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Religion and Substance Abuse Treatment: Individual and Program Effects

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The relationship between personal religiousness and substance abuse treatment outcomes has emerged as an important issue in the public health arena. Using the “moral community” perspective, a conceptual framework developed by Stark, Kent, and Doyle (1982) to analyze the contextual effects of religion, we explore the degree to which religion influences two drug treatment outcome measures—critical retention and commitment to treatment. The data are derived from the Drug Abuse Treatment Outcome Studies (DATOS), a national study of 10,010 clients enrolled in 70 drug treatment programs. Three research questions were addressed: (1) What is the relationship between an individual's level of religiosity and retention in treatment and commitment to treatment? (2) How does the ecological context of treatment programs shape the individual-level relationships? (3) To what extent are program practices and characteristics directly linked to outcome level? The findings are supportive of the literature that shows a weak to moderate relationship between religiosity and treatment outcomes. However, the findings did not show strong support for the “moral community” hypothesis. Although there was a wide variation in the size of the individual-level religiosity–treatment correlations, the variation could not be conclusively attributed to the overall religious emphasis of the programs. The findings suggest that further research is needed in order to understand fully the role of religion in substance abuse treatment.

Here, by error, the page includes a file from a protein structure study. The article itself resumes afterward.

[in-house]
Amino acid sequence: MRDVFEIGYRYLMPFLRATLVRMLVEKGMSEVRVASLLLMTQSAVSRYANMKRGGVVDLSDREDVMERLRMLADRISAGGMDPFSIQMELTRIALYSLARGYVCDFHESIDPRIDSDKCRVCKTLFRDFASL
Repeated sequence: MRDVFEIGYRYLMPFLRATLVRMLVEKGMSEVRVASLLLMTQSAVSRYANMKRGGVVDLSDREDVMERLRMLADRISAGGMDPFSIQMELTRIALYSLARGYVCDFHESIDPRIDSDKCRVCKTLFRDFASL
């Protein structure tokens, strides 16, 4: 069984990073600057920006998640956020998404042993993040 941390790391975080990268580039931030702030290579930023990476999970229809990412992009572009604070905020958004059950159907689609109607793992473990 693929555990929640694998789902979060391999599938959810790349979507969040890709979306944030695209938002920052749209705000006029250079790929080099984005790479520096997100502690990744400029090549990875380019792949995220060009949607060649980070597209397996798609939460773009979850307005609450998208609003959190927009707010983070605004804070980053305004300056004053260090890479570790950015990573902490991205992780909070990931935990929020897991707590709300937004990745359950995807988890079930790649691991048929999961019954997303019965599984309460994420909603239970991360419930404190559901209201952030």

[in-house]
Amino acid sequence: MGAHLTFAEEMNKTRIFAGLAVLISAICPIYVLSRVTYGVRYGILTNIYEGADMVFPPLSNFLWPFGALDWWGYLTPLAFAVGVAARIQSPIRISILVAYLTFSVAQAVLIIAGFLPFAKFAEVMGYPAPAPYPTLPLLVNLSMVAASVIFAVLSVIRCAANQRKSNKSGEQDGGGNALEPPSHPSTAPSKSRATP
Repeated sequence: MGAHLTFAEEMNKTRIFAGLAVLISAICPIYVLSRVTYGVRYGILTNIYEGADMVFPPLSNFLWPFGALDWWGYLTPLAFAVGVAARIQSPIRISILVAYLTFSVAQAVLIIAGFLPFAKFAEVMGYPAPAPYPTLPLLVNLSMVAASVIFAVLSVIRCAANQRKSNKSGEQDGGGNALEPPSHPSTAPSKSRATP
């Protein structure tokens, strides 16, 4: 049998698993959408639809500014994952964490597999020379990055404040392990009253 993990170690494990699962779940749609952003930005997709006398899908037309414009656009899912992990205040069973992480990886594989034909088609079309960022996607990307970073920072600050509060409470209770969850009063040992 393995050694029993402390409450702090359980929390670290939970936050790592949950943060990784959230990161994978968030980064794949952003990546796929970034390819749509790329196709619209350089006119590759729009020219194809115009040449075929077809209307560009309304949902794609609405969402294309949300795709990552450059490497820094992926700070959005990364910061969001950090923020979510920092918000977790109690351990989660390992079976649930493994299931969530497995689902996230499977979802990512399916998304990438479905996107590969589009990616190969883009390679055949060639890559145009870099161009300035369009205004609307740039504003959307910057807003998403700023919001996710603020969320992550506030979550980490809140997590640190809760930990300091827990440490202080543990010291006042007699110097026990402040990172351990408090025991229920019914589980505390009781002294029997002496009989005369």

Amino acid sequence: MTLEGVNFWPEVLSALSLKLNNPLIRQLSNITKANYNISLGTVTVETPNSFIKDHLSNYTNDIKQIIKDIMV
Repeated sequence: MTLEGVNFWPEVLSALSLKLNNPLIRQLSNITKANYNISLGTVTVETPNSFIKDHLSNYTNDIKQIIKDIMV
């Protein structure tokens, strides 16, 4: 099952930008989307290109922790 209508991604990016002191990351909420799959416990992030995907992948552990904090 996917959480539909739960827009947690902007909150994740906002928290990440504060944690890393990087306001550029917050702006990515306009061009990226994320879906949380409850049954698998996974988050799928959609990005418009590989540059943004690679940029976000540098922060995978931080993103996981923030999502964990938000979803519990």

Document Type: Research Article


Affiliations: 1: Joseph J. Shields, Ph.D. is Associate Professor of Social Work at the National Catholic School of Social Service, the Catholic University of America. 2: Kirk M. Broome, Ph.D. is Research Scientist at the Institute of Behavioral Research, Texas Christian University., Email: 3: Peter J. Delany, Ph.D. is Program Director for Health Services Research at the National Institutes on Alcohol Abuse and Alcoholism, National Institutes of Health., Email: 4: Bennett W. Fletcher is Senior Research Psychologist at the National Institute for Drug Abuse, National Institutes of Health., Email: 5: Patrick M. Flynn, Ph.D. is Professor of Psychology and Deputy Director of the Institute of Behavioral Research at Texas Christian University., Email:

Publication date: September 1, 2007


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